(f). Treaty implementation is based on the map in 1840. Winning tribes (Waikato, Northland, South Island) have had big settlements (particualarly Waikato). Losing tribes (Taranaki area, the largely Maori depopulated area around Martinboroug) are big losers.

(g). Almost all Pakeha (at least when I last lived in New Zealand) had no understanding of the unequal settlements based on 1840 borders.

(h). There was a liberal-pretense that they were somehow doing this well - when in fact the holes were self evident.

But then Maori-Pakeha relations are not the subject of this blog even if I once knew quite a lot about the subject. (Not something I have studied for a decade - so I am not up to date.)

Australian Aborigine - majority polulation relations are terrible. Just terrible.

New Zealand has done more - but it started in a different position due to the Warrior Farmer nature of the population and it has not done that good a job. They just pretend they have.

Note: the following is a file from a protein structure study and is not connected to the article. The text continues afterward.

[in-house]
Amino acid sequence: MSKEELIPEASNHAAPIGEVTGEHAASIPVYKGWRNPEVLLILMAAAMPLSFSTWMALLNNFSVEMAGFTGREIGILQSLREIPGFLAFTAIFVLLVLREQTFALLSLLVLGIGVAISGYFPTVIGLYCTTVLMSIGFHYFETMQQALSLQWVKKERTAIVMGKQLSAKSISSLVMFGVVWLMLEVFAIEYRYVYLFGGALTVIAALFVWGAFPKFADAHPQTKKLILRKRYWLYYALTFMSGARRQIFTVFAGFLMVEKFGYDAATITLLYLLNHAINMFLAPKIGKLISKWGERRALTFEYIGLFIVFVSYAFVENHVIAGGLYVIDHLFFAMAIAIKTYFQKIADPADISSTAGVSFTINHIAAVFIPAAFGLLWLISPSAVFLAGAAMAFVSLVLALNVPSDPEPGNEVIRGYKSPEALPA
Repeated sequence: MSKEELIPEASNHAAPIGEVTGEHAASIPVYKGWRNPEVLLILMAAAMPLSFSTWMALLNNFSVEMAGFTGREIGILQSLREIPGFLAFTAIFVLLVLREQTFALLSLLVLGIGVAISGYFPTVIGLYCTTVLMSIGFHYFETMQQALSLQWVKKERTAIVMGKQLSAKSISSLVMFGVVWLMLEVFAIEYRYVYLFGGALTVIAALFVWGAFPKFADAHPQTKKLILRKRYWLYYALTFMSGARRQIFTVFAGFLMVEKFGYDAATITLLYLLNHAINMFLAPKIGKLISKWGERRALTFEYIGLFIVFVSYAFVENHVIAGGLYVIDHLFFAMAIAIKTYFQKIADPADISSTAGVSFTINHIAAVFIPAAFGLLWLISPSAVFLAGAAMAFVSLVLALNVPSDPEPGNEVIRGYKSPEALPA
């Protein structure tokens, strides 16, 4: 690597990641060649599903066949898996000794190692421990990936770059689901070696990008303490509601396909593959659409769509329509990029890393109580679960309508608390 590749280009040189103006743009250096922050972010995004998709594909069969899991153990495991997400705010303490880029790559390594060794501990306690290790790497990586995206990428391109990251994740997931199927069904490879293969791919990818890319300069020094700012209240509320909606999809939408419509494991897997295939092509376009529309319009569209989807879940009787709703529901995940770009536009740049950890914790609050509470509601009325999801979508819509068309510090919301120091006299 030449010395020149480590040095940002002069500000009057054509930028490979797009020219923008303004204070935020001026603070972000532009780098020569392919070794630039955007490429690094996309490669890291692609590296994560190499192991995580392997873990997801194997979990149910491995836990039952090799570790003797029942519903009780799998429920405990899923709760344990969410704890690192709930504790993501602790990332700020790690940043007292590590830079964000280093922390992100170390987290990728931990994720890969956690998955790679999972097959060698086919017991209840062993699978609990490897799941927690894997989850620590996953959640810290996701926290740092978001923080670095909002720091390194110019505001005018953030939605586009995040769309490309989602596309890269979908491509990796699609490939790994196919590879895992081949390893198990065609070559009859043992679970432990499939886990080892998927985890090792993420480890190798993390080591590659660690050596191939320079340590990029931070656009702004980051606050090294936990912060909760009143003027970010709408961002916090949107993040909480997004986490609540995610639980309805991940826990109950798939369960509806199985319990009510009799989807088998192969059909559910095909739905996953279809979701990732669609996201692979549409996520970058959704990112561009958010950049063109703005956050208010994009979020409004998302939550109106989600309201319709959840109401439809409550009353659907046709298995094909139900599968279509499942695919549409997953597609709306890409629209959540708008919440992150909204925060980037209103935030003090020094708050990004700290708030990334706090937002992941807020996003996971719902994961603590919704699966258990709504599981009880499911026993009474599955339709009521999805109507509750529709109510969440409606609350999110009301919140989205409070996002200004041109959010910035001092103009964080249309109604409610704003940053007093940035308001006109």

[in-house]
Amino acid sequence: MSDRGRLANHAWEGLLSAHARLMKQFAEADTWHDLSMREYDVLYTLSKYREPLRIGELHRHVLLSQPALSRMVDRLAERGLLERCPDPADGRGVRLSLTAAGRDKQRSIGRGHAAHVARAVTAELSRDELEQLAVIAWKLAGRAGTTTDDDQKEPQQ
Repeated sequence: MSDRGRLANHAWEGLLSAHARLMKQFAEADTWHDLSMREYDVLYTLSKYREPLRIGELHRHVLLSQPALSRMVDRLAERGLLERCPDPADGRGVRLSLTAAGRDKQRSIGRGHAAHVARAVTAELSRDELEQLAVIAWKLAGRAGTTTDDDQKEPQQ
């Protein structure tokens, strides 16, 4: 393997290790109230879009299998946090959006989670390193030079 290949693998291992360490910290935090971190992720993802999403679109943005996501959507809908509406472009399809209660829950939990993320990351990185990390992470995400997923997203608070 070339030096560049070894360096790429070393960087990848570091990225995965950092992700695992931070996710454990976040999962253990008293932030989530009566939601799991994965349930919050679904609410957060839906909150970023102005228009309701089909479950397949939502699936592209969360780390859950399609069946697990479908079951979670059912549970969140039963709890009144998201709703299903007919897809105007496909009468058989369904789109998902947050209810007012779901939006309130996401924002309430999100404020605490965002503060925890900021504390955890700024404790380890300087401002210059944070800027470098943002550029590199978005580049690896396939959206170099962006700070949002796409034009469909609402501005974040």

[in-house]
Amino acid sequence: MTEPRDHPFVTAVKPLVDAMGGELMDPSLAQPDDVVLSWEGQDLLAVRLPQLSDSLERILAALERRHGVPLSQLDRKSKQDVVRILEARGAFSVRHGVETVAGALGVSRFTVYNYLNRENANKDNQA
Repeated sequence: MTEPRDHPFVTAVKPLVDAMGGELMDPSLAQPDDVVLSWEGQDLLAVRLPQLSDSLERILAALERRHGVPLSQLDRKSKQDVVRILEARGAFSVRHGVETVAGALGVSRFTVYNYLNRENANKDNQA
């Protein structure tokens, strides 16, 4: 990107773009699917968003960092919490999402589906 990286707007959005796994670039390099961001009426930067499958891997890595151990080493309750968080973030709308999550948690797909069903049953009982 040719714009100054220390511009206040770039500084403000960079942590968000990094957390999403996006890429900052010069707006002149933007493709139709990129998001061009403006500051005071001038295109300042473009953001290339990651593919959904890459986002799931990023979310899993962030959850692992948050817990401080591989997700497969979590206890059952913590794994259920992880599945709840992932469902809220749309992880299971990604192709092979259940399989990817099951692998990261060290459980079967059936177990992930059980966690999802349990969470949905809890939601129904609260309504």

J

John Hempton said...

That last post was targeted at anonymous of 9.26 am 2 June.

It I think requires a strong interest in Maori-Pakeha relations - something I once had but no longer make any claim to.

J

Thomas Beagle said...

I think your knowledge of NZ attitudes to its history is a little out of date - you seem to think your description is a bit radical but I'd more describe it as the common understanding.

nfpsheppard said...

An excellent read, and a nice concise history of indigenous relations in Australasia.

Looking forward to more posts - would you be looking at the NZ economy sometime?

John Hempton said...

I suspect my view of the Kiwi history is out of date. I last lived in New Zealand in 1999 - and have paid the country very little attention since.

I pay this country some attention - but not all that much. If you look at the blog you will find less attention here than you would guess from my domicile (Bronte Beach).

And if I wanted to get into a screaming match about Kiwi history I would need to do some more research. I started writing a post about differences between New Zealand and Australian macroeconomic policy 1900-1983/84 but found my knowledge missing in the middle bit.